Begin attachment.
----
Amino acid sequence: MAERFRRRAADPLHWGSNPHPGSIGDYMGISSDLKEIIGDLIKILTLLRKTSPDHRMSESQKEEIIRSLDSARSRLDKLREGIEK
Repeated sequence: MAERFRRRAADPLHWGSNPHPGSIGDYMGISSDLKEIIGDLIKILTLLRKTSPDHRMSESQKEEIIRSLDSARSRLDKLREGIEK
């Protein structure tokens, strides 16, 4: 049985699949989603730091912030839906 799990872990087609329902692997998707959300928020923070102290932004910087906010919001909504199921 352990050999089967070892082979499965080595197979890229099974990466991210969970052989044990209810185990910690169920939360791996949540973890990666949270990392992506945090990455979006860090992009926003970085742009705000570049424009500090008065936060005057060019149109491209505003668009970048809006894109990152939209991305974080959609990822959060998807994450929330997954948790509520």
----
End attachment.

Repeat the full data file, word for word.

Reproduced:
Amino acid sequence: MAERFRRRAADPLHWGSNPHPGSIGDYMGISSDLKEIIGDLIKILTLLRKTSPDHRMSESQKEEIIRSLDSARSRLDKLREGIEK
Repeated sequence: MAERFRRRAADPLHWGSNPHPGSIGDYMGISSDLKEIIGDLIKILTLLRKTSPDHRMSESQKEEIIRSLDSARSRLDKLREGIEK
């Protein structure tokens, strides 16, 4: 049985699949989603730091912030839906 799990872990087609329902692997998707959300928020923070102290932004910087906010919001909504199921 352990050999089967070892082979499965080595197979890229099974990466991210969970052989044990209810185990910690169920939360791996949540973890990666949270990392992506945090990455979006860090992009926003970085742009705000570049424009500090008065936060005057060019149109491209505003668009970048809006894109990152939209991305974080959609990822959060998807994450929330997954948790509520």